Results from single studies

One study53 reported no effect at short-term on return to activity (SMD: −0.34; 95% CI −0.66 to –0.03; GRADE: moderate) with a moderate level of certainty.

Meniscal surgeries

Results from single studies

One study report55 reported on the number of patients with any meniscal surgery during the study, including those performed at baseline concomitant with index ACL reconstruction, and during follow-up up to 5 years, which showed no effect for primary surgery versus primary rehabilitation with a low level of certainty (OR: 0.88; 95% CI 0.47 to 1.62; GRADE: low). Transformation of the OR into a risk difference with an assumed prevalence of 51% in the rehabilitation group gives a number fewer than 1000 of 32 (95% CrI 181 to–119) with a low level of certainty. Assuming that 510 (51%) patients of 1000 patients develop or have a meniscal injury when undergoing primary rehabilitation then 32 less patients (478 patients) treated with early surgery will develop or have a meniscal injury with a 95% CrI (181 patients more, 119 patients less) with a low level of certainty.

Secondary outcomes

The secondary outcomes: adverse event (graft rupture), knee stability, patellofemoral cartilage thickness, leg hop–limb symmetry index and economic resource are displayed in tables 2 and 3 and in online supplemental appendix 9.

Funding and conflict of interest

One study53 was funded by a professional organisation. Another study54 had mixed funding of private or professional and governmental organisations. One study52 did not report their funding source. The authors declared no conflict of interest in two studies,52 53 whereas one study54 reported a conflict of interest.

Small study effects and publication bias

We did not suspect publication bias according to our criteria for GRADE. Small study effects and publication bias could not be statistically assessed because the number of studies were fewer than 10 studies.44

Subgroup analysis and meta-regression

Subgroup analysis and meta-regression were not feasible due to the low number of studies (ie, n<10).32

Sensitivity analyses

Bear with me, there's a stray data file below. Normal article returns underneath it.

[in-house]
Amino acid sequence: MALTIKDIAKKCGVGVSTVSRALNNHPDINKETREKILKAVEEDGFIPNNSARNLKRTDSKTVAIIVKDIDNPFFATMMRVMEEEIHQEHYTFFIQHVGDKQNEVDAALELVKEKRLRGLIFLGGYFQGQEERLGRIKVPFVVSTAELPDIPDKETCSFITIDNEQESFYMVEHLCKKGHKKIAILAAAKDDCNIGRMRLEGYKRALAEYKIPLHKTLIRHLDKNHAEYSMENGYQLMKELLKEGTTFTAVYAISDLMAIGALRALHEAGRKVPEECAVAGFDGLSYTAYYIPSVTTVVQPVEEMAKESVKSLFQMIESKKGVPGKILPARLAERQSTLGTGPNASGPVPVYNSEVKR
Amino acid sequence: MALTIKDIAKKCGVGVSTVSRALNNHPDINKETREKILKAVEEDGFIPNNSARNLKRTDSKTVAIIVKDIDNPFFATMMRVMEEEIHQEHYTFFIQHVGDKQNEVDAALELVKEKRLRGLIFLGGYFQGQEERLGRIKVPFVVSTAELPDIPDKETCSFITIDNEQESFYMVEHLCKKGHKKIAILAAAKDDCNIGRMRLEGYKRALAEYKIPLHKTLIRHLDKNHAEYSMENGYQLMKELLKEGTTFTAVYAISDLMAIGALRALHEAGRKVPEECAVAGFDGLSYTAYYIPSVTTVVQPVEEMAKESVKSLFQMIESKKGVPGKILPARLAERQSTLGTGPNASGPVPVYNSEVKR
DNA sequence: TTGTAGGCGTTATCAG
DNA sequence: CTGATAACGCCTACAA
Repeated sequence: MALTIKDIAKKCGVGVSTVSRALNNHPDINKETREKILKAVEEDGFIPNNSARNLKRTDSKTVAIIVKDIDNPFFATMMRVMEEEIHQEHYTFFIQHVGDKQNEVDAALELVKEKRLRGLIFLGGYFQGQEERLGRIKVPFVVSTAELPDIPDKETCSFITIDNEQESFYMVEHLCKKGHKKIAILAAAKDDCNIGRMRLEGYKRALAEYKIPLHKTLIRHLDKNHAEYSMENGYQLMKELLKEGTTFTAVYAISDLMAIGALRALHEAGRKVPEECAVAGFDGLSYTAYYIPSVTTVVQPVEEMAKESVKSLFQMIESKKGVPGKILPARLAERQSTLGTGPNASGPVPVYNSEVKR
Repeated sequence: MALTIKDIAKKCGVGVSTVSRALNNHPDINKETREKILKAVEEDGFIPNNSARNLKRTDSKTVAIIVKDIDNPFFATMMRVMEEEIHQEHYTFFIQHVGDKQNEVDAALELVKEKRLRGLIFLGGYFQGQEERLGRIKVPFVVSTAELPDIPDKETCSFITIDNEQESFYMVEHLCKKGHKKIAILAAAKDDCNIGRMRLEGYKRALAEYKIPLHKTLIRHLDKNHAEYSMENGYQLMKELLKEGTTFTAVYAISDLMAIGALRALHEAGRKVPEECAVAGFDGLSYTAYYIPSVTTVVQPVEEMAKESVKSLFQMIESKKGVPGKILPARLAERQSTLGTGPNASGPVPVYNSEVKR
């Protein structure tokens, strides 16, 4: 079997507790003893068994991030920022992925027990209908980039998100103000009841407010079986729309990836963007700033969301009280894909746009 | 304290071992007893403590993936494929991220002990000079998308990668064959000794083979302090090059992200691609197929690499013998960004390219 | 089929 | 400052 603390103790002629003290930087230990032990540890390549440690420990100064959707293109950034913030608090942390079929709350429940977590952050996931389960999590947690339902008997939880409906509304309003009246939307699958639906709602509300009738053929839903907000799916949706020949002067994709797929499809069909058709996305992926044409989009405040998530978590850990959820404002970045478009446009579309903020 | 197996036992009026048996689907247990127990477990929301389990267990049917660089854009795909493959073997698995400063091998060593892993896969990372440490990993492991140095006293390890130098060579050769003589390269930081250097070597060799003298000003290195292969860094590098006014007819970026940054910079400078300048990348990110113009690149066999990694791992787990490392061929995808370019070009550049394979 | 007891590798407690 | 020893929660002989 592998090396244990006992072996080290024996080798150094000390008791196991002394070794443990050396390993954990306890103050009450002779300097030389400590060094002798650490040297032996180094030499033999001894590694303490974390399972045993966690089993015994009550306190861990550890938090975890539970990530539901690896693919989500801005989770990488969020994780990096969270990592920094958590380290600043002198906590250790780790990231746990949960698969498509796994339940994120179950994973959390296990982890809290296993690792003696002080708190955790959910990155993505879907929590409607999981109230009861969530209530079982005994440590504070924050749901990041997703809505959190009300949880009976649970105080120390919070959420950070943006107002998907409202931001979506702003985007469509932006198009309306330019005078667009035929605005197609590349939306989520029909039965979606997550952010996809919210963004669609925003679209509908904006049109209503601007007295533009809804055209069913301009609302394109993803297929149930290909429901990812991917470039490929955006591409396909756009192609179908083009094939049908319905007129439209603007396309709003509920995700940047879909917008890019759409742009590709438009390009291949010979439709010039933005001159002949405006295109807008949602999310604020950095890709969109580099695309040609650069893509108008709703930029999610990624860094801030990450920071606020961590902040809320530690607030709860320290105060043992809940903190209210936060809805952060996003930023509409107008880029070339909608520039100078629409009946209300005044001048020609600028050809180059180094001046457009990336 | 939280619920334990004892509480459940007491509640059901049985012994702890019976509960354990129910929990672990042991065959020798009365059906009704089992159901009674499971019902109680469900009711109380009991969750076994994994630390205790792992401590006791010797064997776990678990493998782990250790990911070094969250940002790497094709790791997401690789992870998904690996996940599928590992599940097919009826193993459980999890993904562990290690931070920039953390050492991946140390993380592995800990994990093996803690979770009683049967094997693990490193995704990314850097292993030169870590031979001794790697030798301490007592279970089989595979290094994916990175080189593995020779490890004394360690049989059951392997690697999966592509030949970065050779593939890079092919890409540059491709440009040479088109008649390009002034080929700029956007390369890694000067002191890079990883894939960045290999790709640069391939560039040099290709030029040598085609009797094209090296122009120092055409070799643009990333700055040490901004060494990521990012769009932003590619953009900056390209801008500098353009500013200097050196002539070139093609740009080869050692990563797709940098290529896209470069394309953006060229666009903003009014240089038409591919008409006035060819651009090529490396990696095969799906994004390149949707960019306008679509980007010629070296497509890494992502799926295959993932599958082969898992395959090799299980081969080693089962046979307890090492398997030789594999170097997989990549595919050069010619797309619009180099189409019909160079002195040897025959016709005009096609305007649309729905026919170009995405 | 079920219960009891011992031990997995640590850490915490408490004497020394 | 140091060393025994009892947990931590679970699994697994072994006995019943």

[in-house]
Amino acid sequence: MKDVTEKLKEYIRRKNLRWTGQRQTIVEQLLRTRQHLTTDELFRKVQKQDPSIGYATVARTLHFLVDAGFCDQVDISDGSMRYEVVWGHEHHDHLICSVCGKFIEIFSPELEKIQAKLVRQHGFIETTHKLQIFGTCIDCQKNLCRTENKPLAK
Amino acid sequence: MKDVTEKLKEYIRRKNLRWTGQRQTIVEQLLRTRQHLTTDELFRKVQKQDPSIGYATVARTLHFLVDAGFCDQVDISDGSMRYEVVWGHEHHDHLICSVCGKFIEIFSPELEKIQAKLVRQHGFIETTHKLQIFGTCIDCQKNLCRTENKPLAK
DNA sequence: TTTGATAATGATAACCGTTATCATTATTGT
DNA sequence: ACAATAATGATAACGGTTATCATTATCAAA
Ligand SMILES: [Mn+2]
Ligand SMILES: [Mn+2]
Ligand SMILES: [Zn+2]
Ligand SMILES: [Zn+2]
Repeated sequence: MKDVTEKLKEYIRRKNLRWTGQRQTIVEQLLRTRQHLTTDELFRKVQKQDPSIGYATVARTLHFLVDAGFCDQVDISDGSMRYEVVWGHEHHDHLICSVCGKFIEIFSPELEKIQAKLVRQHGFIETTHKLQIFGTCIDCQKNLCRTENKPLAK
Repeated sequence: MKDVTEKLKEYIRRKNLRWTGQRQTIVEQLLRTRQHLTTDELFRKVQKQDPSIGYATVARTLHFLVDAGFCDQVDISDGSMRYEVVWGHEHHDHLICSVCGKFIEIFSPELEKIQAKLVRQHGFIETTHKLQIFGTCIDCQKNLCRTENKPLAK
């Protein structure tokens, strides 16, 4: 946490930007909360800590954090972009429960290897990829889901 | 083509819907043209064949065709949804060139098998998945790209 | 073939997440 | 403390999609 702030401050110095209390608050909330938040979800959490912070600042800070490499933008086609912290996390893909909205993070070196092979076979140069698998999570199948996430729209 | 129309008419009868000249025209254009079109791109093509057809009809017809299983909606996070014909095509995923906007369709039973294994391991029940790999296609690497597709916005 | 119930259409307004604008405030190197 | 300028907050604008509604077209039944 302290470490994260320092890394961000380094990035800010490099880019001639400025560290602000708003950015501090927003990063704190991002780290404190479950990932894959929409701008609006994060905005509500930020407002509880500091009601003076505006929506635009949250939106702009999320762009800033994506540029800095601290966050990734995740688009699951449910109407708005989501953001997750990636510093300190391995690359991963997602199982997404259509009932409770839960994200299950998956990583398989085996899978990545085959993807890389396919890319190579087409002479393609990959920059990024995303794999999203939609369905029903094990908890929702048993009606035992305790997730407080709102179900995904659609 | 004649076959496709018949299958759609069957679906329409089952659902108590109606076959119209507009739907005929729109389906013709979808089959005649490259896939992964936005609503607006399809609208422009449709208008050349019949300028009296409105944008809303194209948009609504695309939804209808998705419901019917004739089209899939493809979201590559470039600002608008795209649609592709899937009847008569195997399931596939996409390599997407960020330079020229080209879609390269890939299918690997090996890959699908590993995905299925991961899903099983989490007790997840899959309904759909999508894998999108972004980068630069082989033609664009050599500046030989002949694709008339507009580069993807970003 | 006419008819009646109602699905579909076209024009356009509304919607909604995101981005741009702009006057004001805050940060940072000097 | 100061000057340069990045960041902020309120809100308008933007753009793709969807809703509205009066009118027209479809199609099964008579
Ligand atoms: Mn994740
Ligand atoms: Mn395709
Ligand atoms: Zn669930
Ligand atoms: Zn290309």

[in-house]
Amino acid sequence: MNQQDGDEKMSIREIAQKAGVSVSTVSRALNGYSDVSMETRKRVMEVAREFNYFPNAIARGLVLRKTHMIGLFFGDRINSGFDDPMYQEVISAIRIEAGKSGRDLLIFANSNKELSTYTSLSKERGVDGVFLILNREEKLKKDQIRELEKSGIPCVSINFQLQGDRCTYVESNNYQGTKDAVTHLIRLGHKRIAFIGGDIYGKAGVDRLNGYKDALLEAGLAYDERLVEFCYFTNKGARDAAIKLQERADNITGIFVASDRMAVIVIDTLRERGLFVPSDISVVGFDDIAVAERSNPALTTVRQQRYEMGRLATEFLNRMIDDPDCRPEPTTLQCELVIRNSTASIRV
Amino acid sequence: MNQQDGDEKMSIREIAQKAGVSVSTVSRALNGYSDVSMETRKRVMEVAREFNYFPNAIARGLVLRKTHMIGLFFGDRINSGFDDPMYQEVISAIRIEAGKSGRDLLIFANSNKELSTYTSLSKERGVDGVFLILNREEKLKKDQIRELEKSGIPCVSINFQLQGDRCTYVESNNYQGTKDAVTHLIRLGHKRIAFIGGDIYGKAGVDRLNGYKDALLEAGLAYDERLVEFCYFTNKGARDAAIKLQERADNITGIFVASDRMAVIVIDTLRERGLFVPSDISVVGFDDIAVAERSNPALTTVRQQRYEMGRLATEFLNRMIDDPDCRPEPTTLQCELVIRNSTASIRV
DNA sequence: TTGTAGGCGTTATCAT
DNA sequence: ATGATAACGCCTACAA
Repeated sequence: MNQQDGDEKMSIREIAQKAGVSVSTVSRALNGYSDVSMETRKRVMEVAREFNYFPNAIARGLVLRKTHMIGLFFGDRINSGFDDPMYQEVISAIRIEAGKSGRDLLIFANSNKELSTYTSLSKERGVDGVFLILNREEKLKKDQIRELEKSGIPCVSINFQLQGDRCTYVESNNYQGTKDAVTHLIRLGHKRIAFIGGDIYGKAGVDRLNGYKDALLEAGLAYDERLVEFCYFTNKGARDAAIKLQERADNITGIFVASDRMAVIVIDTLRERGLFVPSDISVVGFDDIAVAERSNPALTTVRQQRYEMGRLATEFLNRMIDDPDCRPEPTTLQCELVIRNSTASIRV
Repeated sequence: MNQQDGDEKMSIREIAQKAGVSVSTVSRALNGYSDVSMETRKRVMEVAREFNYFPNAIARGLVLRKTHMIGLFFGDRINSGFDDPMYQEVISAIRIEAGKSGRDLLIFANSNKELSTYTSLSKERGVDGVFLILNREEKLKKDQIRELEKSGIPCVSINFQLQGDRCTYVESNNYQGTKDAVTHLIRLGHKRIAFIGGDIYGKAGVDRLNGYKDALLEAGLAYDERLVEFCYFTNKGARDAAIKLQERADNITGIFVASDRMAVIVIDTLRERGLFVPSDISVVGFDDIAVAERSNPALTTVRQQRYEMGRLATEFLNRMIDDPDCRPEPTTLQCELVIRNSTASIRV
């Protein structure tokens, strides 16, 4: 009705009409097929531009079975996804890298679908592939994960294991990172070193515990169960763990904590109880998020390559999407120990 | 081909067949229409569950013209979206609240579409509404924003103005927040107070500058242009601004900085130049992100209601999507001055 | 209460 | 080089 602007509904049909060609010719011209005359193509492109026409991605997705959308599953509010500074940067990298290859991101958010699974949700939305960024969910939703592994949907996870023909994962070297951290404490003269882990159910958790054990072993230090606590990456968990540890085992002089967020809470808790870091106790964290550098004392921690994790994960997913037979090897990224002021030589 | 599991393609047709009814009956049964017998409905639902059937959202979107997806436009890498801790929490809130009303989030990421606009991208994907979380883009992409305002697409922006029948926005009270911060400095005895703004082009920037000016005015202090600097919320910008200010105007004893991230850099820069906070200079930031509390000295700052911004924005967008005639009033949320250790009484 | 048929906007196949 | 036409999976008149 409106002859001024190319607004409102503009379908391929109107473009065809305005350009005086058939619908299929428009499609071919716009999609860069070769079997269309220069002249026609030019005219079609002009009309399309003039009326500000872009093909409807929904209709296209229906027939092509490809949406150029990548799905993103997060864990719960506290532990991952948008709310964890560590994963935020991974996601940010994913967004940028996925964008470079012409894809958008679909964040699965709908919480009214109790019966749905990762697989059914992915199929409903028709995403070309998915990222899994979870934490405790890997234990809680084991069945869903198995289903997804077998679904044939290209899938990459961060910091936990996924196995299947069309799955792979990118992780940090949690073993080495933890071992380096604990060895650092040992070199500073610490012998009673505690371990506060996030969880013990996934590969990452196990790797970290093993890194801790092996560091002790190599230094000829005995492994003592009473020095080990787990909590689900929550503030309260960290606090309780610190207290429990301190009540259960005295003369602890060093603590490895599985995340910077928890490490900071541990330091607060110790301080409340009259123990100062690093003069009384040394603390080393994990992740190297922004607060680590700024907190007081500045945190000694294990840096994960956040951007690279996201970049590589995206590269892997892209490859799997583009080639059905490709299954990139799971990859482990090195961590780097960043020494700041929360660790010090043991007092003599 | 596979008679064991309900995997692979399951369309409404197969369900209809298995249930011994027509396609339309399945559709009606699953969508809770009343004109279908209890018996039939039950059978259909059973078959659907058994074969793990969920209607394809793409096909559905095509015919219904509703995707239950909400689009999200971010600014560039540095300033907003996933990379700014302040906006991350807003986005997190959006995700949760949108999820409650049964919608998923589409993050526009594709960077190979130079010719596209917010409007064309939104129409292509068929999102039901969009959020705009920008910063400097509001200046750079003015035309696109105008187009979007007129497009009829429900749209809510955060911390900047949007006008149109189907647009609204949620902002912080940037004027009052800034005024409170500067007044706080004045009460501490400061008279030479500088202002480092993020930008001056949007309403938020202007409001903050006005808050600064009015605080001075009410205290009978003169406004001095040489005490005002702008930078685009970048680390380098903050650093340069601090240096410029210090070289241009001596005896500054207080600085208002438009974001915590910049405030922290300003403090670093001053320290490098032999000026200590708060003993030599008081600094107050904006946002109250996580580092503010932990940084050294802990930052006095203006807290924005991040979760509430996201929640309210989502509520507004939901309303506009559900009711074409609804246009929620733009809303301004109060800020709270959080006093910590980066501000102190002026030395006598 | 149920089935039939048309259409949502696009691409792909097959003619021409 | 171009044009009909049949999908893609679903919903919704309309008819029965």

We performed sensitivity analyses with different priors for the between study variance (τ²) for meta-analytic outcomes (online supplemental appendices 12 and 13). This was done to check how sensitive the results were to different priors (prior beliefs about the distribution of τ²) for the between study variance. The findings did not change when different priors for τ² were used. The meta-analysis of medians led to markedly different outcomes for self-reported return to activity for the comparison early reconstruction versus non-operative treatment in the long term. Transformed raw mean differences were 2.61, (95% CrI −2.67 to 7.90) versus 1.18, (95% CI −0.75 to 3.20) points on the Tegner scale (0–10) for the sensitivity analysis.

Protocol deviations compared with PROSPERO registration

We added a meta-analysis of medians as a sensitivity analysis and added a meta-analysis of all timepoints combined to this work. We removed the outcome treatment failure (graft rupture vs surgical reconstruction) due to recommendations made by the reviewers as a graft rupture is an obvious and ‘unexpected/unwanted’ adverse event (or failure), while delayed ACL reconstruction in the rehabilitation group (in both studies) was an a priori expected and planned part of the treatment strategy.

Discussion

This is the first living systematic review and meta-analysis investigating the effects of primarily surgical versus primarily rehabilitative management for ACL injuries based on RCTs. Our analysis showed that there are no clinically relevant differences in most outcomes between early surgical reconstruction and primary rehabilitation with optional reconstruction. Radiological knee osteoarthritis showed a trend to slightly favour primarily rehabilitative treatment although at very low certainty of evidence. Meniscal damage showed a favourable trend for primary surgery in the long-term but at a low level of evidence.

Improving function

From IKDC or Knee Injury and Osteoarthritis Outcome Score (KOOS) scales, a highly clinically relevant improvement in function was shown for both treatments. Regardless of treatment modality examined, more than 90% of patients achieve MCID on the KOOS scale after 2 years.66 Furthermore, the mean values of the function scores excluding the KOOS-QoL value reach the threshold for the Patient Accepted Symptom State at the longest follow-up.66 67 Current evidence suggests that both early surgery and primary rehabilitation result in clinically meaningful improvements in long-term subjective knee function. Overall, our analysis showed that early ACL reconstruction did not result in improvements in function versus primary rehabilitation management with a low level of certainty.

Radiological osteoarthritis